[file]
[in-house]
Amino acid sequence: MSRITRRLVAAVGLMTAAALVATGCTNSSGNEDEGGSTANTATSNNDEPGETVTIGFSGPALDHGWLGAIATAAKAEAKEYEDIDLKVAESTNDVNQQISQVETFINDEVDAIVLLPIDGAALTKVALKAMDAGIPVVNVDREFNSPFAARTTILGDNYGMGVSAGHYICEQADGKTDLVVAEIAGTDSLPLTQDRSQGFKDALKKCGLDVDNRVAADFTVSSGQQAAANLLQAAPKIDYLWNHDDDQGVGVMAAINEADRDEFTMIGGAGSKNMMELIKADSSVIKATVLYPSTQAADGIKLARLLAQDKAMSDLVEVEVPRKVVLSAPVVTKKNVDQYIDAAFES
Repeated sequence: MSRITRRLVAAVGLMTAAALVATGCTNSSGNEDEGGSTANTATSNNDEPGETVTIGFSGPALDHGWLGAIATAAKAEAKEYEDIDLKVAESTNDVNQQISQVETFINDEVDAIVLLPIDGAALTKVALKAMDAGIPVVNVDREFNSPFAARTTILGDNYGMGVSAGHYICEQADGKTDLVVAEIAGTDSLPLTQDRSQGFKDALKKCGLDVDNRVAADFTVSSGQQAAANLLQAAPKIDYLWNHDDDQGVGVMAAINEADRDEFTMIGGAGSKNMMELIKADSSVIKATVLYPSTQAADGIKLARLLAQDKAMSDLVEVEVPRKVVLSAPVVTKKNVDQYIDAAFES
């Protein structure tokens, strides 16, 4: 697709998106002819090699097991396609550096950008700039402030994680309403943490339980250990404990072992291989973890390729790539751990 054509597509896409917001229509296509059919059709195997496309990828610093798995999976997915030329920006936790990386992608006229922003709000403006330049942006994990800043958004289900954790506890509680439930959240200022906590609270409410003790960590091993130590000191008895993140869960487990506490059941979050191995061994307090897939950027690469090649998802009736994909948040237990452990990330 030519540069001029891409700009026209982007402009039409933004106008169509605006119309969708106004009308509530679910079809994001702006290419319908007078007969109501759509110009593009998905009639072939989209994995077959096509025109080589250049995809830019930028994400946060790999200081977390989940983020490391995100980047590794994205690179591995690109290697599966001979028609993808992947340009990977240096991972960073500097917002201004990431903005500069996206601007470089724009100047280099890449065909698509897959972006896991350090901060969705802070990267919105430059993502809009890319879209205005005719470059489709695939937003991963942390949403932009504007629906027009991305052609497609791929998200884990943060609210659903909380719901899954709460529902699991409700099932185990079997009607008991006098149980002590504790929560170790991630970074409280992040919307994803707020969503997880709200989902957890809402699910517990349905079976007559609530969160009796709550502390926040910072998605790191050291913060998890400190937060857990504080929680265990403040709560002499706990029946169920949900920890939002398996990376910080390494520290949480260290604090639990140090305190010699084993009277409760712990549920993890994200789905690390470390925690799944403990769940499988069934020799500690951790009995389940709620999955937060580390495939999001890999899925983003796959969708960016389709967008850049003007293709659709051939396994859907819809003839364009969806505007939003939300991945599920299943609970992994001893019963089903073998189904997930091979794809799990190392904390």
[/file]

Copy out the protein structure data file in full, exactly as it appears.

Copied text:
[in-house]
Amino acid sequence: MSRITRRLVAAVGLMTAAALVATGCTNSSGNEDEGGSTANTATSNNDEPGETVTIGFSGPALDHGWLGAIATAAKAEAKEYEDIDLKVAESTNDVNQQISQVETFINDEVDAIVLLPIDGAALTKVALKAMDAGIPVVNVDREFNSPFAARTTILGDNYGMGVSAGHYICEQADGKTDLVVAEIAGTDSLPLTQDRSQGFKDALKKCGLDVDNRVAADFTVSSGQQAAANLLQAAPKIDYLWNHDDDQGVGVMAAINEADRDEFTMIGGAGSKNMMELIKADSSVIKATVLYPSTQAADGIKLARLLAQDKAMSDLVEVEVPRKVVLSAPVVTKKNVDQYIDAAFES
Repeated sequence: MSRITRRLVAAVGLMTAAALVATGCTNSSGNEDEGGSTANTATSNNDEPGETVTIGFSGPALDHGWLGAIATAAKAEAKEYEDIDLKVAESTNDVNQQISQVETFINDEVDAIVLLPIDGAALTKVALKAMDAGIPVVNVDREFNSPFAARTTILGDNYGMGVSAGHYICEQADGKTDLVVAEIAGTDSLPLTQDRSQGFKDALKKCGLDVDNRVAADFTVSSGQQAAANLLQAAPKIDYLWNHDDDQGVGVMAAINEADRDEFTMIGGAGSKNMMELIKADSSVIKATVLYPSTQAADGIKLARLLAQDKAMSDLVEVEVPRKVVLSAPVVTKKNVDQYIDAAFES
């Protein structure tokens, strides 16, 4: 697709998106002819090699097991396609550096950008700039402030994680309403943490339980250990404990072992291989973890390729790539751990 054509597509896409917001229509296509059919059709195997496309990828610093798995999976997915030329920006936790990386992608006229922003709000403006330049942006994990800043958004289900954790506890509680439930959240200022906590609270409410003790960590091993130590000191008895993140869960487990506490059941979050191995061994307090897939950027690469090649998802009736994909948040237990452990990330 030519540069001029891409700009026209982007402009039409933004106008169509605006119309969708106004009308509530679910079809994001702006290419319908007078007969109501759509110009593009998905009639072939989209994995077959096509025109080589250049995809830019930028994400946060790999200081977390989940983020490391995100980047590794994205690179591995690109290697599966001979028609993808992947340009990977240096991972960073500097917002201004990431903005500069996206601007470089724009100047280099890449065909698509897959972006896991350090901060969705802070990267919105430059993502809009890319879209205005005719470059489709695939937003991963942390949403932009504007629906027009991305052609497609791929998200884990943060609210659903909380719901899954709460529902699991409700099932185990079997009607008991006098149980002590504790929560170790991630970074409280992040919307994803707020969503997880709200989902957890809402699910517990349905079976007559609530969160009796709550502390926040910072998605790191050291913060998890400190937060857990504080929680265990403040709560002499706990029946169920949900920890939002398996990376910080390494520290949480260290604090639990140090305190010699084993009277409760712990549920993890994200789905690390470390925690799944403990769940499988069934020799500690951790009995389940709620999955937060580390495939999001890999899925983003796959969708960016389709967008850049003007293709659709051939396994859907819809003839364009969806505007939003939300991945599920299943609970992994001893019963089903073998189904997930091979794809799990190392904390």